High conflict divorce custody dispute, how to get to the custody evaluator conference

Question

My daughter has been involved in a high conflict divorce/custody divorce for almost a year. Her estranged husband was convicted of lewdness involving a child in Oct 2014. Both the divorce and the criminal case were ongoing at the same time. A commissioner in Weber county set temp orders. These orders dictated their 6-year-old daughter to be in physical joint custody with both parents May 2014. A custody evaluator was put in place by the father of the 6-year-old child.

The commissioner put in the temp orders to finish the custody evaluation and then herself, the evaluator and the parents should have a settlement conference. My daughter has no attorney, so we are wondering how to get this settlement conference to happen? Seems the paying side is holding it back, meantime my grandchild suffers.

Answer

Your daughter’s case is screaming out for an attorney to push it along and advise her. It may be possible that the court would award your daughter attorneys fees to prepare and present her case. She should ask the evaluator to commit to a completion date. The court order should have provided for a date of completion of the evaluation. I suggest that she set up the case better for contempt.

There needs to be a specific order in place that both sides have notice of before the court will find contempt. If she does not plan to hire an attorney, she should request a 4-903 conference date to set up with the court and in the alternative to set a completion date for the evaluation. Perhaps if she knows that the father of the six-year-old has not paid or will not meet with the evaluator, she should ask for a specific order compelling his payment or setting a date for him to meet with the evaluator. If he then violates that order, she would be in a better position to ask for contempt.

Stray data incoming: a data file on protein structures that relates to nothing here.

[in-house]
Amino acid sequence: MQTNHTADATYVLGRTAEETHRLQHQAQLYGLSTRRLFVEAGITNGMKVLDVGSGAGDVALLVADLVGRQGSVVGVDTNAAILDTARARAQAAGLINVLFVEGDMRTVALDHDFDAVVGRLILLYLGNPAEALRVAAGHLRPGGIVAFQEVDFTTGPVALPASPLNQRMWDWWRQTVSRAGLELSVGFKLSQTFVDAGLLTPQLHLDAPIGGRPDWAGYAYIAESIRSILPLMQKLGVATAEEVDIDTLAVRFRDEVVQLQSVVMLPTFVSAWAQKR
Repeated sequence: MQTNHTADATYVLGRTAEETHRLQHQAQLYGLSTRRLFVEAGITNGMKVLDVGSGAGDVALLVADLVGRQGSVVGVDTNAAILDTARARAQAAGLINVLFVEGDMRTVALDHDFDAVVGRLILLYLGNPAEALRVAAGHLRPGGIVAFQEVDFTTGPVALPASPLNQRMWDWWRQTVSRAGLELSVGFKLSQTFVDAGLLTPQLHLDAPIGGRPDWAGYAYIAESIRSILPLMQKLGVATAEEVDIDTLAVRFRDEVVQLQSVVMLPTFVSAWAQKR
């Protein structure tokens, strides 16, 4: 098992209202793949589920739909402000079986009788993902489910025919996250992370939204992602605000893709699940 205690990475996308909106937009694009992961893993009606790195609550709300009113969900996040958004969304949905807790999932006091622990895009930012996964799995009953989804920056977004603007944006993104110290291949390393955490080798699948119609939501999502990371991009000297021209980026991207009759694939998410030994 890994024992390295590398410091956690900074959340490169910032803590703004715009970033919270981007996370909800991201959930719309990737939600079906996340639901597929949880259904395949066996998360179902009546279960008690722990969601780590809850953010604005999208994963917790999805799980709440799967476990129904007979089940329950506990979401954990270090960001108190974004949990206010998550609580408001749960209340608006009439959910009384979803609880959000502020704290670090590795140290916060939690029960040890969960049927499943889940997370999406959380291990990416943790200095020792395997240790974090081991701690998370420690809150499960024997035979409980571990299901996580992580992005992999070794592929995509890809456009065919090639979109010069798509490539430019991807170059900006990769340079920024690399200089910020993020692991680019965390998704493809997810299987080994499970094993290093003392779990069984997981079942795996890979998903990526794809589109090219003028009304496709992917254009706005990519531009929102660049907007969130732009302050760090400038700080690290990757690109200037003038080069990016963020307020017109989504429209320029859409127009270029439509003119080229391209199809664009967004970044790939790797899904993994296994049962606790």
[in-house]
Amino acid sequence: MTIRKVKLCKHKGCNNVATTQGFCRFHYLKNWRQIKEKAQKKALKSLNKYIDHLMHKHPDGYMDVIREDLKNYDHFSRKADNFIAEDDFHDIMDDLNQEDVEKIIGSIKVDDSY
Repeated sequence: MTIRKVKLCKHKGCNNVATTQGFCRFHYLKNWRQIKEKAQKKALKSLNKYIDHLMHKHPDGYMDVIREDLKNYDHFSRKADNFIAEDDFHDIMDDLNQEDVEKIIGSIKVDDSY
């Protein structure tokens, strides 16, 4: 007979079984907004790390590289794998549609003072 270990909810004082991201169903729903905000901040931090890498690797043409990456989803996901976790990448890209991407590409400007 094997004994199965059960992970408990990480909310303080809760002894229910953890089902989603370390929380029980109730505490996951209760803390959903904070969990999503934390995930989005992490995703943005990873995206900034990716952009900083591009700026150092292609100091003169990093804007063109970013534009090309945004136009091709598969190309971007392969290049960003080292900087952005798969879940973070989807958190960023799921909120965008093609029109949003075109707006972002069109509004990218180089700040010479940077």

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Steve

Steve Christensen

Steve has over twenty-five years of experience as a trial and appellate attorney, thus making him one of the most experienced attorneys in his field in the state. As an attorney, Steve quickly identifies legal issues and focuses his presentation on the strengths of his client’s cases, therefore resulting in his great success as an attorney.

He has handled over 80 trials and other evidentiary hearings before judges. He has settled hundreds of cases before, during, and after a trial. Steve takes pride in relating to his clients while conveying their cases convincingly to juries and judges.

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Steve ChristensenHigh conflict divorce custody dispute, how to get to the custody evaluator conference